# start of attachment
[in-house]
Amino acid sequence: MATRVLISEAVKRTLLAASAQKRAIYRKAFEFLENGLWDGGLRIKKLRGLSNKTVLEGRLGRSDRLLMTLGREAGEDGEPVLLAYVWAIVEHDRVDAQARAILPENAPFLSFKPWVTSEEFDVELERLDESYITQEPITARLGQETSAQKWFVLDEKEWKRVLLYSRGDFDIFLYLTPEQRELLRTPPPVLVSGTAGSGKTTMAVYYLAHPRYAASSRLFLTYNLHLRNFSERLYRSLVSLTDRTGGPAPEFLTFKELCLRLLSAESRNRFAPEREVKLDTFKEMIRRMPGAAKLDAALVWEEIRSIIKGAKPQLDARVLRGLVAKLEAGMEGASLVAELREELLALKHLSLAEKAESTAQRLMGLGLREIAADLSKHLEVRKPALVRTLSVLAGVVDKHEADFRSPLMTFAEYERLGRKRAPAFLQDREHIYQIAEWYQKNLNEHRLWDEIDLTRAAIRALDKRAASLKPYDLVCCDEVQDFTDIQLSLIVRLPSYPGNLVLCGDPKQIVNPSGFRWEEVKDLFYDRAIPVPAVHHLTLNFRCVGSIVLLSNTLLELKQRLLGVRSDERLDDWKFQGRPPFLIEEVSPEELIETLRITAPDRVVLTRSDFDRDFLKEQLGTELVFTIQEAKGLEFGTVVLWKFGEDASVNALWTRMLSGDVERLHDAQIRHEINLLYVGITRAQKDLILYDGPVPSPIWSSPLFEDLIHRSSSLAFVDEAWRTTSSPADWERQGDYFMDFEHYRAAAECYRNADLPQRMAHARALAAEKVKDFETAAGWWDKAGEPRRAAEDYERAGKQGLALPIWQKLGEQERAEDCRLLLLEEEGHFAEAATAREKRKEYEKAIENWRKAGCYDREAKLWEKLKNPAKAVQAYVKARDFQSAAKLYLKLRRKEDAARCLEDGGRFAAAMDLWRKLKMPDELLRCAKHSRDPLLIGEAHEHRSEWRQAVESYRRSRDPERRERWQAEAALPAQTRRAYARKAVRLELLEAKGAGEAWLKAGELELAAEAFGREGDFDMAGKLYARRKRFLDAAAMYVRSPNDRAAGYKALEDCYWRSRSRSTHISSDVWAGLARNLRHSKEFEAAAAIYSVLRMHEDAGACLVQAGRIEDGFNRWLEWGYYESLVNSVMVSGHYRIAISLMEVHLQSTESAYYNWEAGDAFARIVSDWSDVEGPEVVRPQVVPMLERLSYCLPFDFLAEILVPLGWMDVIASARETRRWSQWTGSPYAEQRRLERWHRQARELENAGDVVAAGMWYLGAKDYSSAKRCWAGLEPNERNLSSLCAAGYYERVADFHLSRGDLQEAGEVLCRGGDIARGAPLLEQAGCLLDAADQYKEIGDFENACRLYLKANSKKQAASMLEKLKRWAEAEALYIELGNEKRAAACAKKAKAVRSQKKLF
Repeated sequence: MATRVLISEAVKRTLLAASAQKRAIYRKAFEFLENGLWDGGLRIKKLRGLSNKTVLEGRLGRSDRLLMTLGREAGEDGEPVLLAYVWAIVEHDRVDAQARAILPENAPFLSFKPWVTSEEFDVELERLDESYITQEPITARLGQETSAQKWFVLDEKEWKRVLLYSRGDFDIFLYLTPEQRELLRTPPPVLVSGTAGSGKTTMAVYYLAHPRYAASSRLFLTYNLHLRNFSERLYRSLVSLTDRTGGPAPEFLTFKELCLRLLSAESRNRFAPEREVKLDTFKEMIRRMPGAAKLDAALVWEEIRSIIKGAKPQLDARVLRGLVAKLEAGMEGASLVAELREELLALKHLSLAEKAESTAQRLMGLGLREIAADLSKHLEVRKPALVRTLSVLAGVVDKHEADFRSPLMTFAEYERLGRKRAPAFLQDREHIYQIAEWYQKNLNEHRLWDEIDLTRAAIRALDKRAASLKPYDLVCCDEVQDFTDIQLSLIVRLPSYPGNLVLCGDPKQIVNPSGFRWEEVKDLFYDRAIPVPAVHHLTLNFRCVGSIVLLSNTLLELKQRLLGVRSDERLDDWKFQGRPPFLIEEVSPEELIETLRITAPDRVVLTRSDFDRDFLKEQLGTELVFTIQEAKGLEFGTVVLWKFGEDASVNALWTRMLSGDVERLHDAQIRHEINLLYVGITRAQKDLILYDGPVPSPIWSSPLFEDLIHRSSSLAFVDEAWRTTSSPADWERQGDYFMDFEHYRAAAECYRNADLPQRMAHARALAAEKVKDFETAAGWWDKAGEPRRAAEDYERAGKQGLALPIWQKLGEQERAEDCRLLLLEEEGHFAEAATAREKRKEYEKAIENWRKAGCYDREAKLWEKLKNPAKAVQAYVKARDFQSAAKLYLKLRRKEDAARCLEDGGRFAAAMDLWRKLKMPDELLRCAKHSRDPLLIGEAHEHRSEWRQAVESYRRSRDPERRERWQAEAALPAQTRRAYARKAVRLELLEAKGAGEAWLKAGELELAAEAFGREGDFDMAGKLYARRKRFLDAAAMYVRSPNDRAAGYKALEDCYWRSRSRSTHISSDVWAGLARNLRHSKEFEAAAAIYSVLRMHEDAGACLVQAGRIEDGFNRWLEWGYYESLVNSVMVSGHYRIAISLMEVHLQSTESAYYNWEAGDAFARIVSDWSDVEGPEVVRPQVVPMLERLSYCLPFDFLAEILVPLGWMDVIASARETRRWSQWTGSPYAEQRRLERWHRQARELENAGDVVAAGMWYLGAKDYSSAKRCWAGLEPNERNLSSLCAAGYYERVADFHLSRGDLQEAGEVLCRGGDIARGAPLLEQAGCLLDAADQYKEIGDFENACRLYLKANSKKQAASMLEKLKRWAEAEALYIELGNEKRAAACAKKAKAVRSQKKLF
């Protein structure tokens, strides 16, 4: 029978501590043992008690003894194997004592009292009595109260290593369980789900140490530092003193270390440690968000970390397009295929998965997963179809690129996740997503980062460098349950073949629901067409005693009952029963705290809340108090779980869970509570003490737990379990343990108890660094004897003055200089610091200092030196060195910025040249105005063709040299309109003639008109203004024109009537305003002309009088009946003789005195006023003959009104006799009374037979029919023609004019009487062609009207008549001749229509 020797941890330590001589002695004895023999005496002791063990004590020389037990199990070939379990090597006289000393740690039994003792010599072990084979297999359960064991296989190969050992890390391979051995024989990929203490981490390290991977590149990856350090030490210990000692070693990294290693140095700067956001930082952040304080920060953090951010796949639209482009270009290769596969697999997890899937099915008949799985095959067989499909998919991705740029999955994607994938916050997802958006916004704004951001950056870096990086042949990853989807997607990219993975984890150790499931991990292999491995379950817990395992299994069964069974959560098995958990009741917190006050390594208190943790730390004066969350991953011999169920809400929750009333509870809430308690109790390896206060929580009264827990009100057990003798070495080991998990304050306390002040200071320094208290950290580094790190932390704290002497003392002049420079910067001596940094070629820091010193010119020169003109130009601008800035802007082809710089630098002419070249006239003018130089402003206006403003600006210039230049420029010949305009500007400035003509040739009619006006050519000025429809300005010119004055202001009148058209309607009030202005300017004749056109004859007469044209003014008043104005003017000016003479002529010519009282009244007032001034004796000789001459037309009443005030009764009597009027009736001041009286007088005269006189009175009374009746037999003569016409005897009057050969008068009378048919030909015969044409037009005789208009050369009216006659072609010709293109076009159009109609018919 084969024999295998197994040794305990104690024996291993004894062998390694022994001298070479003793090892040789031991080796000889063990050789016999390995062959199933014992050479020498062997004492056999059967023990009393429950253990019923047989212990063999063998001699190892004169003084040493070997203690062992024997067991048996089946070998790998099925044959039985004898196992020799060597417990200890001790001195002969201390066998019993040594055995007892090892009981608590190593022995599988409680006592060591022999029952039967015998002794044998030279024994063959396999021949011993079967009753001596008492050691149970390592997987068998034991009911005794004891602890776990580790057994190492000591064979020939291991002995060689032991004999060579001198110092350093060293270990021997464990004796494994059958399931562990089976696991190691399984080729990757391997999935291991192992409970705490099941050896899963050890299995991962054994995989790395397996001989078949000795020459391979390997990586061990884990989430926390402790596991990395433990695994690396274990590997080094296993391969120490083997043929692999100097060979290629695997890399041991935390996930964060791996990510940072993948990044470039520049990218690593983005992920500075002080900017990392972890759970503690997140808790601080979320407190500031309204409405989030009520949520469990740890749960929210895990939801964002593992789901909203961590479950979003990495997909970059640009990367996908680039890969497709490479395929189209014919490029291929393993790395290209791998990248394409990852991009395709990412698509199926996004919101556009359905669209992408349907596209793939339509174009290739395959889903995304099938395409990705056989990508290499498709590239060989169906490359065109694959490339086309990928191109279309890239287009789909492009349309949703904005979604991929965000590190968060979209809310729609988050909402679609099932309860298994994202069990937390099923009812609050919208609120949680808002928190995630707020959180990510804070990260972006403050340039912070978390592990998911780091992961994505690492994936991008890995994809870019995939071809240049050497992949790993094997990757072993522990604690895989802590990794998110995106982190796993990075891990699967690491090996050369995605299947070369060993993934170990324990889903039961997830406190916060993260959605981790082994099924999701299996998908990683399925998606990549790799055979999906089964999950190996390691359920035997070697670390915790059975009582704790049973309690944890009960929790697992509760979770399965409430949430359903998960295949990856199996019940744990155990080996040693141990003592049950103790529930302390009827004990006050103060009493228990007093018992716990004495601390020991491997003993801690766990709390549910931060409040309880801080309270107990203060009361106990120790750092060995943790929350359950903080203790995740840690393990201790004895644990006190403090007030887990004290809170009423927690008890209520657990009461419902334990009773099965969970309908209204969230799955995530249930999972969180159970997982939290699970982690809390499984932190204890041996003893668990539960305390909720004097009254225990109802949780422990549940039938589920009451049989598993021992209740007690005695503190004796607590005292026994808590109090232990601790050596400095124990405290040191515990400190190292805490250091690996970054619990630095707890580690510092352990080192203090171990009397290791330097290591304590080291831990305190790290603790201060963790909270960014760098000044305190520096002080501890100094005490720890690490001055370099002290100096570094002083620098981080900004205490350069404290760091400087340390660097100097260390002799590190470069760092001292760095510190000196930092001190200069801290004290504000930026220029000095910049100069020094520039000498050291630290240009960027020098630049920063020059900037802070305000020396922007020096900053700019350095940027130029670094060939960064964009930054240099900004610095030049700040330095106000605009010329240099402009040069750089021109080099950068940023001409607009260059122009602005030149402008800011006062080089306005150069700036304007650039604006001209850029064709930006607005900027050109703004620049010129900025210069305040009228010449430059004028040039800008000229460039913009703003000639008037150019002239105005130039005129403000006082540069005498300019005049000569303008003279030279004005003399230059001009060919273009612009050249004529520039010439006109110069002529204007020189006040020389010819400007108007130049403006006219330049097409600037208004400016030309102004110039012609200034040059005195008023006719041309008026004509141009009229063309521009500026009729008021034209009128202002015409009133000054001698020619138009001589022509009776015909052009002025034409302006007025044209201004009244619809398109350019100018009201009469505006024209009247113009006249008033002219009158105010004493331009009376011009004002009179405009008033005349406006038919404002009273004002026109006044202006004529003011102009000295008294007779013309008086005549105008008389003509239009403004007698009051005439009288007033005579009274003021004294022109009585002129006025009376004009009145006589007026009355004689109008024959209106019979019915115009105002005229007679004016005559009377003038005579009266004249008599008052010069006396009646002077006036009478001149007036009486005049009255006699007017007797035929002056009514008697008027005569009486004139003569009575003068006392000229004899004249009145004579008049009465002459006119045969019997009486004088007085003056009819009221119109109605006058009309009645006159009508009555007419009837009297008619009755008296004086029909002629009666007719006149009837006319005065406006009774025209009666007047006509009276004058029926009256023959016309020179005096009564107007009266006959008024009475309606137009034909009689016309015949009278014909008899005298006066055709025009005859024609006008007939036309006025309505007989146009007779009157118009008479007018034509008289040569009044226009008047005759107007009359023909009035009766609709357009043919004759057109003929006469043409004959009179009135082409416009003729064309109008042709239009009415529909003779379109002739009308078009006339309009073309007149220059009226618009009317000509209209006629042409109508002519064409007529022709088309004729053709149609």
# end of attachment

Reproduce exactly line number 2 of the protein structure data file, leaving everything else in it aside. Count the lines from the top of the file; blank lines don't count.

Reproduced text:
Amino acid sequence: MATRVLISEAVKRTLLAASAQKRAIYRKAFEFLENGLWDGGLRIKKLRGLSNKTVLEGRLGRSDRLLMTLGREAGEDGEPVLLAYVWAIVEHDRVDAQARAILPENAPFLSFKPWVTSEEFDVELERLDESYITQEPITARLGQETSAQKWFVLDEKEWKRVLLYSRGDFDIFLYLTPEQRELLRTPPPVLVSGTAGSGKTTMAVYYLAHPRYAASSRLFLTYNLHLRNFSERLYRSLVSLTDRTGGPAPEFLTFKELCLRLLSAESRNRFAPEREVKLDTFKEMIRRMPGAAKLDAALVWEEIRSIIKGAKPQLDARVLRGLVAKLEAGMEGASLVAELREELLALKHLSLAEKAESTAQRLMGLGLREIAADLSKHLEVRKPALVRTLSVLAGVVDKHEADFRSPLMTFAEYERLGRKRAPAFLQDREHIYQIAEWYQKNLNEHRLWDEIDLTRAAIRALDKRAASLKPYDLVCCDEVQDFTDIQLSLIVRLPSYPGNLVLCGDPKQIVNPSGFRWEEVKDLFYDRAIPVPAVHHLTLNFRCVGSIVLLSNTLLELKQRLLGVRSDERLDDWKFQGRPPFLIEEVSPEELIETLRITAPDRVVLTRSDFDRDFLKEQLGTELVFTIQEAKGLEFGTVVLWKFGEDASVNALWTRMLSGDVERLHDAQIRHEINLLYVGITRAQKDLILYDGPVPSPIWSSPLFEDLIHRSSSLAFVDEAWRTTSSPADWERQGDYFMDFEHYRAAAECYRNADLPQRMAHARALAAEKVKDFETAAGWWDKAGEPRRAAEDYERAGKQGLALPIWQKLGEQERAEDCRLLLLEEEGHFAEAATAREKRKEYEKAIENWRKAGCYDREAKLWEKLKNPAKAVQAYVKARDFQSAAKLYLKLRRKEDAARCLEDGGRFAAAMDLWRKLKMPDELLRCAKHSRDPLLIGEAHEHRSEWRQAVESYRRSRDPERRERWQAEAALPAQTRRAYARKAVRLELLEAKGAGEAWLKAGELELAAEAFGREGDFDMAGKLYARRKRFLDAAAMYVRSPNDRAAGYKALEDCYWRSRSRSTHISSDVWAGLARNLRHSKEFEAAAAIYSVLRMHEDAGACLVQAGRIEDGFNRWLEWGYYESLVNSVMVSGHYRIAISLMEVHLQSTESAYYNWEAGDAFARIVSDWSDVEGPEVVRPQVVPMLERLSYCLPFDFLAEILVPLGWMDVIASARETRRWSQWTGSPYAEQRRLERWHRQARELENAGDVVAAGMWYLGAKDYSSAKRCWAGLEPNERNLSSLCAAGYYERVADFHLSRGDLQEAGEVLCRGGDIARGAPLLEQAGCLLDAADQYKEIGDFENACRLYLKANSKKQAASMLEKLKRWAEAEALYIELGNEKRAAACAKKAKAVRSQKKLF